When you enjoy something in life, it is natural to want more of it. In fact, when we experience pleasure we form neural pathways to the reward centre in our brain, which releases dopamine into our system and gives us feelings of happiness. 

This dopamine high is addictive, and so naturally, we keep going back for more. If a person is struggling to find a sense of happiness or accomplishment in their lives, that neural pathway to the reward centre in their brain may become dominant, making video gaming (something they enjoy) the dominant or only pathway to pleasure. This is when an addiction can form.

 

Is my child addicted to gaming?

This really depends on what you consider to be an addiction. The word “addiction” generally implies that the obsession is having an adverse effect on the life or lives of others. 

You might find your child’s obsessive video gaming habits to be frustrating, but this in itself is not enough to establish that they have an addiction. So, what are the indicators of video game addiction?

Joanne Orlando, Researcher of Technology and Learning at Western Sydney University*, explains that a child may be addicted to video games if they are:

  • prioritising video gaming to the extent that it takes precedence over other activities and interests
  • and continuing to game despite negative effects on work, school, family life, health, hygiene, relationships, finances or social relationships.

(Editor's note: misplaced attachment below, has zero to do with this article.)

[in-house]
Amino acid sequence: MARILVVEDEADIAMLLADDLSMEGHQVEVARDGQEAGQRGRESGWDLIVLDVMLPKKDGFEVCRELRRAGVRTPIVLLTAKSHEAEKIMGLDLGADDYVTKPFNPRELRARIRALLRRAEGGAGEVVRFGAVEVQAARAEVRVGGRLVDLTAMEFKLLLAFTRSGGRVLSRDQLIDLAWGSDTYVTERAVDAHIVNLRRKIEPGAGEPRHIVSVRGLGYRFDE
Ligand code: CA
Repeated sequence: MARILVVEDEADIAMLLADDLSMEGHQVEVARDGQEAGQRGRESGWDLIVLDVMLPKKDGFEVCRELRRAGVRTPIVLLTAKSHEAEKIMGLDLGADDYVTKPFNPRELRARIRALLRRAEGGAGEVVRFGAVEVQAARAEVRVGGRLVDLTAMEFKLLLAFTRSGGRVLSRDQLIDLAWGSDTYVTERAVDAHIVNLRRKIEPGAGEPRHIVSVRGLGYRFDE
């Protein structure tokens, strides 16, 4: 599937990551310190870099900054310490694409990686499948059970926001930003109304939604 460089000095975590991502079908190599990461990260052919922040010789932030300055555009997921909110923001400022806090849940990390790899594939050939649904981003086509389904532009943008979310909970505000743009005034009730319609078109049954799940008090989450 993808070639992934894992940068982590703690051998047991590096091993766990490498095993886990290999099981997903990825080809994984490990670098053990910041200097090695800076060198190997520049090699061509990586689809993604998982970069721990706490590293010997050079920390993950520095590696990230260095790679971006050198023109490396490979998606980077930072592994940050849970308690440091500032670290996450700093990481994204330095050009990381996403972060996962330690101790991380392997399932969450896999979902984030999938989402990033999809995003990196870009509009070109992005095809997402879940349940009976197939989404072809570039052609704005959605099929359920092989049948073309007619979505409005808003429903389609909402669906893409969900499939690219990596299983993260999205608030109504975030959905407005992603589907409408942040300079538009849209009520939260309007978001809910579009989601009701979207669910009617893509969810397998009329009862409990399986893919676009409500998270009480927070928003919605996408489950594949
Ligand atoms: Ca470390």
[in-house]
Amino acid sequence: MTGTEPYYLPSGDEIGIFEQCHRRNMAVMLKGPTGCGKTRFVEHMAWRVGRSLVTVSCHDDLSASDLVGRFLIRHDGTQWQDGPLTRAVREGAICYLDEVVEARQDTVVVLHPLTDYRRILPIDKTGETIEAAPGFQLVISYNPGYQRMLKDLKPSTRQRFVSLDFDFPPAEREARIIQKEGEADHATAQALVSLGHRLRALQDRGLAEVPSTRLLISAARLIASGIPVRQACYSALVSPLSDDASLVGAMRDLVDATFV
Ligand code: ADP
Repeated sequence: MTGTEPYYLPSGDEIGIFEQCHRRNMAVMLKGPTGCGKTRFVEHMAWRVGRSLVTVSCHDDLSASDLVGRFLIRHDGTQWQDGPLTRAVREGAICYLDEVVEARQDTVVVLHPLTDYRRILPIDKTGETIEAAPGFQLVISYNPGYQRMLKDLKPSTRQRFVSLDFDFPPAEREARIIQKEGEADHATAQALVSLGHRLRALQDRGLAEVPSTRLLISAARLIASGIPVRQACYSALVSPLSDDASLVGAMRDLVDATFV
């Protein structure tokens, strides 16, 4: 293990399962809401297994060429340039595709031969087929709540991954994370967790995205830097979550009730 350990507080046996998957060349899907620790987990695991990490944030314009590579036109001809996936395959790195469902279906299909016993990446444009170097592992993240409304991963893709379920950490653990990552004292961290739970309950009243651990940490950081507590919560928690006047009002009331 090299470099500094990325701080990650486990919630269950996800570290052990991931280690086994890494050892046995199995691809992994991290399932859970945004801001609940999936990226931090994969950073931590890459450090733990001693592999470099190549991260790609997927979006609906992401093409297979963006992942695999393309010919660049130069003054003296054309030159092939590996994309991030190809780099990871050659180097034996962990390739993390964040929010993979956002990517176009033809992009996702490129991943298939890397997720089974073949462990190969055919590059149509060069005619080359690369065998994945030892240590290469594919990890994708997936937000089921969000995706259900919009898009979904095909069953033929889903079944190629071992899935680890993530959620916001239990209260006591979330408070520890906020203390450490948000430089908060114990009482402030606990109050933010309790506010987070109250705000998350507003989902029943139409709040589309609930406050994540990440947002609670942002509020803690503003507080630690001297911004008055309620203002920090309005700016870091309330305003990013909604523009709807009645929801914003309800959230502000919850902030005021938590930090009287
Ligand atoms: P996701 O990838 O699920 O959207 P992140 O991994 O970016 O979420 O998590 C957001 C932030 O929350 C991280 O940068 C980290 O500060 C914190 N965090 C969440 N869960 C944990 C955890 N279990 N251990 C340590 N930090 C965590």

Our own CatholicCare counsellor who specialises in addictions, Gerard Koe, points out another key indicator of video game addiction - withdrawal symptoms.

If your child is showing symptoms of anxiety, aggression, irrationality or depression after withdrawing from video games (whether it is forced upon them or not), this is a good indicator that they have become addicted. Your child may also resist or fight with those who threaten to reduce or completely remove opportunities for them to play video games.

If your child is addicted to video games, these games may be the only activity giving them that dopamine high – and therefore the only activity where they can achieve a sense of happiness. Withdrawing from playing video games can therefore lead to negative mood changes, such as aggression and depression.

How do I stop my child from playing games?